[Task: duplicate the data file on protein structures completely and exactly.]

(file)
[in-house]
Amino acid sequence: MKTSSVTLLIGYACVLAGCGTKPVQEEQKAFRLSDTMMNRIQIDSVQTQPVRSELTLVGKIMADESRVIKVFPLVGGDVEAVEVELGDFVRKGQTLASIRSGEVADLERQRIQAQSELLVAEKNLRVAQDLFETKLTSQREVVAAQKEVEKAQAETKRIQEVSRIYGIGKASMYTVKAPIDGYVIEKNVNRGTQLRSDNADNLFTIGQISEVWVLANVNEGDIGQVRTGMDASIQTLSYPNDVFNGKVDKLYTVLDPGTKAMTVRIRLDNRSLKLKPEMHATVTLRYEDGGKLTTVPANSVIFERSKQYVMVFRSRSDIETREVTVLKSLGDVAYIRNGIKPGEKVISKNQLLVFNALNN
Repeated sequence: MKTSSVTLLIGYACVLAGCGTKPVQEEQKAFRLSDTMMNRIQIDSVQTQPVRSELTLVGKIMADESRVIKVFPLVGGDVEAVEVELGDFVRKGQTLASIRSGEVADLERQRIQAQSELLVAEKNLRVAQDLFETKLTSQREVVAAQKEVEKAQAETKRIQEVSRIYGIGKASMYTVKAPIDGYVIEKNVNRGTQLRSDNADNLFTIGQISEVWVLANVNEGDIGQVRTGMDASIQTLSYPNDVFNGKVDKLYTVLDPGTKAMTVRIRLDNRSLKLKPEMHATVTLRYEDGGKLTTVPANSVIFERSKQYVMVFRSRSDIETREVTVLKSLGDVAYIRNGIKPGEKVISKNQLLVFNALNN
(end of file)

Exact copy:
[in-house]
Amino acid sequence: MKTSSVTLLIGYACVLAGCGTKPVQEEQKAFRLSDTMMNRIQIDSVQTQPVRSELTLVGKIMADESRVIKVFPLVGGDVEAVEVELGDFVRKGQTLASIRSGEVADLERQRIQAQSELLVAEKNLRVAQDLFETKLTSQREVVAAQKEVEKAQAETKRIQEVSRIYGIGKASMYTVKAPIDGYVIEKNVNRGTQLRSDNADNLFTIGQISEVWVLANVNEGDIGQVRTGMDASIQTLSYPNDVFNGKVDKLYTVLDPGTKAMTVRIRLDNRSLKLKPEMHATVTLRYEDGGKLTTVPANSVIFERSKQYVMVFRSRSDIETREVTVLKSLGDVAYIRNGIKPGEKVISKNQLLVFNALNN
Repeated sequence: MKTSSVTLLIGYACVLAGCGTKPVQEEQKAFRLSDTMMNRIQIDSVQTQPVRSELTLVGKIMADESRVIKVFPLVGGDVEAVEVELGDFVRKGQTLASIRSGEVADLERQRIQAQSELLVAEKNLRVAQDLFETKLTSQREVVAAQKEVEKAQAETKRIQEVSRIYGIGKASMYTVKAPIDGYVIEKNVNRGTQLRSDNADNLFTIGQISEVWVLANVNEGDIGQVRTGMDASIQTLSYPNDVFNGKVDKLYTVLDPGTKAMTVRIRLDNRSLKLKPEMHATVTLRYEDGGKLTTVPANSVIFERSKQYVMVFRSRSDIETREVTVLKSLGDVAYIRNGIKPGEKVISKNQLLVFNALNN